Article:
Listen to the song here or via this direct link. (The lyrics and trailer are posted below.)
Like Kessler, I grew up with the singer-songwriter, who was ubiquitous on the 70s awards and talk show circuit. This is the guy who wrote Karen Carpenter's "We"ve Only Just Begun," Kermit the Frog's "Rainbow Connection" and Barbra Streisand's Oscar-winning "Evergreen," among many other songs. He also starred in Brian De Palma's "Phantom of the Paradise" and Tony Richardson's "The Loved One."
Kessler, who has had his own ups and downs as a feature and documentary filmmaker, documents how trying it was for him and Williams to come to some kind of comfort over five years of digging into the songwriter's life and rebirth--he's celebrating 22 years of recovery this year.
This year the songwriter's been working with Daft Punk on an album and as president of ASCAP, went to Washington to testify for the Senate about Russian music rights. "We went from stalker to family," said Williams of the filmmaker at a SXSW screening. "It's so emotional." He was grateful that his two grown children could see the film, "awards, warts and all... I'm old enough to be not out, part of me gets back in again."
"It wasn't my intention to make a film I was in," Kessler said. "It's an honest film." Only at the end of the process when he did a rough cut did he realize that he needed a comprehensive interview; threads of that four-and-a-half-hour conversation make the picture--as well as the new Williams song.
Here are some early reviews:
THR: "Paul Williams Still Alive represents a remarkable achievement in a documentary. The case under scrutiny is something like a real-life Dr. Jekyll and Mr. Hyde, with the only difference being that the two didn’t simultaneously inhabit the same body nor did this Hyde do harm to anyone but himself — and loved ones. The downward trajectory of pop-culture stars or athletes is all too familiar but in this instance the opposite occurs: Once the self-abusing star recovers his sanity and sobriety, he is clearly a much better, more intelligent and focused human being."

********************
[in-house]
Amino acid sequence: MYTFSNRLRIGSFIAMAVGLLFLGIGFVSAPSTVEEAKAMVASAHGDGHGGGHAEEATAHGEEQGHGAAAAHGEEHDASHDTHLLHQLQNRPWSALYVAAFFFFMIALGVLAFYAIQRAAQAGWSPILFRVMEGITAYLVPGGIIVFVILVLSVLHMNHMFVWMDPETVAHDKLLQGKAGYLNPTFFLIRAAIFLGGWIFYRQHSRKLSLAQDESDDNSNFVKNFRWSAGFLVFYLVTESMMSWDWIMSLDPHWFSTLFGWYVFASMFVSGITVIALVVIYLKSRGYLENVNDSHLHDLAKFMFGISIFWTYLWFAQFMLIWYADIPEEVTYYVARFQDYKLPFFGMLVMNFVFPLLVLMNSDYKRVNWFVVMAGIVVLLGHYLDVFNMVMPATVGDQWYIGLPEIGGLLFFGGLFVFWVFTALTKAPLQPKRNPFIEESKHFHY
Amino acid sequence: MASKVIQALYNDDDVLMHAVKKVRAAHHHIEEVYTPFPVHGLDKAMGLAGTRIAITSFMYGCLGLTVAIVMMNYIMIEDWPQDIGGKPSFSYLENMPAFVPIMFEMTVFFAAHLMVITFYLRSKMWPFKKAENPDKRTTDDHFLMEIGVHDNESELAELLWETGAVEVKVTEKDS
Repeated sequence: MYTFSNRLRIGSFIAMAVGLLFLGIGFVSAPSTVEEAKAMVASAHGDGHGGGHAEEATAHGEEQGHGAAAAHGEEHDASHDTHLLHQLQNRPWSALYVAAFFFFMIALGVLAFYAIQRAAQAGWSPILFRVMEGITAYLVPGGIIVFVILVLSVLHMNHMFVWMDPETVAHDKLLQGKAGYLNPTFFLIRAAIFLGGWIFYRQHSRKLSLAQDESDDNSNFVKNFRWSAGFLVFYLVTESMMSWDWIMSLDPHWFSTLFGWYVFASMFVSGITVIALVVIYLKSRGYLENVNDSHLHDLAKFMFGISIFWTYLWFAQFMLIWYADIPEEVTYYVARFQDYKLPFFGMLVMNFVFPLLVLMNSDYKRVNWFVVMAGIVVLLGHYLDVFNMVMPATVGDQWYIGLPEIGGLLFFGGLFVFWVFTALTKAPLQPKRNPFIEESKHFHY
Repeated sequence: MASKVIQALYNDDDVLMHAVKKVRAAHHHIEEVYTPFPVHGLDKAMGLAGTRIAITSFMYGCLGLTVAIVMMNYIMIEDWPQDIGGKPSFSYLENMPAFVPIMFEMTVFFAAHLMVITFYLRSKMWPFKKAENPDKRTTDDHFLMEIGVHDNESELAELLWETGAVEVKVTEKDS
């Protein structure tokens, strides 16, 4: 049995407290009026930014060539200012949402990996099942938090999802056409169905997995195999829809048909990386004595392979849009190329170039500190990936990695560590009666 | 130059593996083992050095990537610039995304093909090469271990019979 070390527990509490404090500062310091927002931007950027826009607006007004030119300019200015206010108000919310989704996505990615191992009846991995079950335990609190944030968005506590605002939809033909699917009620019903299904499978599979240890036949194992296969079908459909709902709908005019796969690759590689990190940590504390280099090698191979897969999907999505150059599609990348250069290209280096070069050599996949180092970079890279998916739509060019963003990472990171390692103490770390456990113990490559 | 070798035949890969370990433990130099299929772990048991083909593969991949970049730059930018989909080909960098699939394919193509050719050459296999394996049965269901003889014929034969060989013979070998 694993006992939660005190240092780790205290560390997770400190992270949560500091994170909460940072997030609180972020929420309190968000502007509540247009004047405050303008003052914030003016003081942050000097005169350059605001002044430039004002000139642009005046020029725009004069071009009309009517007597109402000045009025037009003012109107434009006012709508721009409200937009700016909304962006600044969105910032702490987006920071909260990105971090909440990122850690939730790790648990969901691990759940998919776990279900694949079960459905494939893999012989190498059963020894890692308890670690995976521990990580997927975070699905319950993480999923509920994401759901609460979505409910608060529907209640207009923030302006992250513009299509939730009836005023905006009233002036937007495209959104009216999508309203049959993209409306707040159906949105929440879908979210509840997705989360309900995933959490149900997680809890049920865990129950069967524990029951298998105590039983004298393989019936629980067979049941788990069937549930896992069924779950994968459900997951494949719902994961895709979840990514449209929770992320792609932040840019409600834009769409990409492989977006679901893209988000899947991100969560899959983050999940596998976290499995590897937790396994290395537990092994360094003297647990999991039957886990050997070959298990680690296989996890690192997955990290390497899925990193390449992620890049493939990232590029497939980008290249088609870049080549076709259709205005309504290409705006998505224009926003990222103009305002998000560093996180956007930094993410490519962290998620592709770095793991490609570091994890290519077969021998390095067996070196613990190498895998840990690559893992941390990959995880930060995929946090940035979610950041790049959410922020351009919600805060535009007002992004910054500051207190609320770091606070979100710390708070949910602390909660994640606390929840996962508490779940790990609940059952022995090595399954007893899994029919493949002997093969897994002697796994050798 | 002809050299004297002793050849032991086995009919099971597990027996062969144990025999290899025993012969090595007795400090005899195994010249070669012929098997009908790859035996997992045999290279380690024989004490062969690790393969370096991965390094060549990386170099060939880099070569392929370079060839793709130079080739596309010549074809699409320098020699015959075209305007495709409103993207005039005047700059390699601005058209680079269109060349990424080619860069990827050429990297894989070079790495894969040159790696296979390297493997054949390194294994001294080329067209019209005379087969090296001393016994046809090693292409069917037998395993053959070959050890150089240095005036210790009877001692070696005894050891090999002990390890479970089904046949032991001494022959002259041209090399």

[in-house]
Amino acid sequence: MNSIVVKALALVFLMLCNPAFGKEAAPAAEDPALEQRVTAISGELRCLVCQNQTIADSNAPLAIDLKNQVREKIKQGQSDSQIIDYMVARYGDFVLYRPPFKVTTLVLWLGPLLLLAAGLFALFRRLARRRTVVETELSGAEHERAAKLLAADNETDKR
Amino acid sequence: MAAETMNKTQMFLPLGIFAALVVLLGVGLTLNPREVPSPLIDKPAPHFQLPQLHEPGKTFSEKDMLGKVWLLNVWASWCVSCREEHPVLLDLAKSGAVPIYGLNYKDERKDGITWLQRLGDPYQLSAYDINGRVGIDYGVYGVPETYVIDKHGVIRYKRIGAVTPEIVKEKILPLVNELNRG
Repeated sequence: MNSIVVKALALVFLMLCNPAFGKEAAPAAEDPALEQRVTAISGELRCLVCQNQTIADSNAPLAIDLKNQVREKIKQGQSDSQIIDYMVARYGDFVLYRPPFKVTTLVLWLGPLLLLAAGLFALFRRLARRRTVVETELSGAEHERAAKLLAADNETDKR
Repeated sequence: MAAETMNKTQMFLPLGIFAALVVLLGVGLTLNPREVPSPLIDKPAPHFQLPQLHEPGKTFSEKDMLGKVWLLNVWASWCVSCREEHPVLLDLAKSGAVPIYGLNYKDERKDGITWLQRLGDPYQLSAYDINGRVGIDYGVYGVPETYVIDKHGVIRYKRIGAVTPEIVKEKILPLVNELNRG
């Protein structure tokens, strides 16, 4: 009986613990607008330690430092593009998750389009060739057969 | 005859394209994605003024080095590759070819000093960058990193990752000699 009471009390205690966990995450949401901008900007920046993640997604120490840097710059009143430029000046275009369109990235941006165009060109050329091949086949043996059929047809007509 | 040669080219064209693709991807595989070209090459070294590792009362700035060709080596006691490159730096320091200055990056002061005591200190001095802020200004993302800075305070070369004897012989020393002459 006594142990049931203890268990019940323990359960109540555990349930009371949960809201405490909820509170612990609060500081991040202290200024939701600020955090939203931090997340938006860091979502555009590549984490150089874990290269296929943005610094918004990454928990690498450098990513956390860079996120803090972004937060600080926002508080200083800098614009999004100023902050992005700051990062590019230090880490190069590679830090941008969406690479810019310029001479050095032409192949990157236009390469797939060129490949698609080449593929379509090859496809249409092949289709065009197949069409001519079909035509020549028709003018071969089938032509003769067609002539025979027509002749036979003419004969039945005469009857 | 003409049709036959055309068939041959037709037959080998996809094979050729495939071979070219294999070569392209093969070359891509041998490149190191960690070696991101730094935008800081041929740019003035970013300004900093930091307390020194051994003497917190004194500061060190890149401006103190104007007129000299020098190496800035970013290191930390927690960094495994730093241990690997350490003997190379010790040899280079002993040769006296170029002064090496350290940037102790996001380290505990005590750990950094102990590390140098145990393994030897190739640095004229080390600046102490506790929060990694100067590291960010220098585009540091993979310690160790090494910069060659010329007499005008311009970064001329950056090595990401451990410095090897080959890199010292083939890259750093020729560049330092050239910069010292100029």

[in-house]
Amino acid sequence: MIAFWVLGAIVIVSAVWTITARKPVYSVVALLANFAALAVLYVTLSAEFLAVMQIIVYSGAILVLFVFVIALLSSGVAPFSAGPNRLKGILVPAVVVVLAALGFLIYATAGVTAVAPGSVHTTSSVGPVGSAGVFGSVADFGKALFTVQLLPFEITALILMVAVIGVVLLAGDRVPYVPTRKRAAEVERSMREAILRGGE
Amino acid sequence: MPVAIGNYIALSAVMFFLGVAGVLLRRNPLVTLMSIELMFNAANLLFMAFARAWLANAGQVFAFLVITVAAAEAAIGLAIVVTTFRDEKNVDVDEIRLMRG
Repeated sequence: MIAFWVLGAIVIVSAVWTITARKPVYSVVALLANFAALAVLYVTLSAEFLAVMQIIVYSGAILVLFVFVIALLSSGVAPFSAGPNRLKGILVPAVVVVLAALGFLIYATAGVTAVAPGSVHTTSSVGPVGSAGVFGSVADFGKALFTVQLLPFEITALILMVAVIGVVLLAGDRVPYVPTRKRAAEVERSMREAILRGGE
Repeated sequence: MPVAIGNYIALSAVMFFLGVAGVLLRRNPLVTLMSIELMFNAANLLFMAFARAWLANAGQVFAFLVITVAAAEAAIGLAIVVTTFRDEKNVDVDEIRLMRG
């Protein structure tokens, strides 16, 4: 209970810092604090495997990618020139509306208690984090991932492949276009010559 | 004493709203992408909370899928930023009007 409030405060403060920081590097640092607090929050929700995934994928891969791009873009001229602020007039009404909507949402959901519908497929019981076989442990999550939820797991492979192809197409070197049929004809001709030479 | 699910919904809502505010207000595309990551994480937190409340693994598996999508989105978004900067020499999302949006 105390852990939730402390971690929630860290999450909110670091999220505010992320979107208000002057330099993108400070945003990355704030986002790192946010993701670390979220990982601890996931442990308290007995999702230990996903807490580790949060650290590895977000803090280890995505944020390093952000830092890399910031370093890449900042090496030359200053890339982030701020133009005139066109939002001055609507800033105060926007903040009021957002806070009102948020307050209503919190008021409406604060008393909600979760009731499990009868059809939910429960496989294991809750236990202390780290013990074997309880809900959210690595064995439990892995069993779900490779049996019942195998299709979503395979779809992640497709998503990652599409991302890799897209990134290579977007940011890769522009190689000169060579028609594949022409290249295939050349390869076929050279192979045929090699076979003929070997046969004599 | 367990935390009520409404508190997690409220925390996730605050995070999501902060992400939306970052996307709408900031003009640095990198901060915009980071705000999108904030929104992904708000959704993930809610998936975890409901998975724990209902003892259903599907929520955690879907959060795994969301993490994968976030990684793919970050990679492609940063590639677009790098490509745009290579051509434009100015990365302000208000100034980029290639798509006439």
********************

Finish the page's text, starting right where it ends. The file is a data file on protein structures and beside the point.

HitFix: "The film is very funny, but never at the expense of its subject, and never at the expense of the moment. It's just that Williams still has a lovely, sharp sense of humor, and Kessler is able to acknowledge the absurdity of his own discovery process on the film. What could have easily been a dry recitation of a public history or a fawning love letter to an idol avoids all of the easy pitfalls to discover a stirring and sweet story of survival and the way art can connect and affect us even decades after its creation."
Collider: "...unlike any documentary I’ve ever seen,..Kessler’s film ends up being a far more revealing profile than ever could have possible in a conventional doc. The final product is a rambling, awkward, funny, heartbreaking, and ultimately a very genuine portrayal of a fascinating figure."
Variety: "There's a fascinating dynamic at play throughout 'Still Alive,' as Williams -- sometimes politely, sometimes sternly -- repeatedly refuses to fulfill Kessler's expectations, and progressively prods the filmmaker into making a movie far different than the one he set out to make,..As Kessler himself observes, there's a tension generated throughout 'Paul Williams Still Alive' by opposite points of view: While the director is looking back at a life to make a documentary, Williams -- who's still living that life -- is looking forward. But the combination of those viewpoints makes for an engrossing and satisfying pic, one that can be enjoyed even by people who have never before heard of its subject."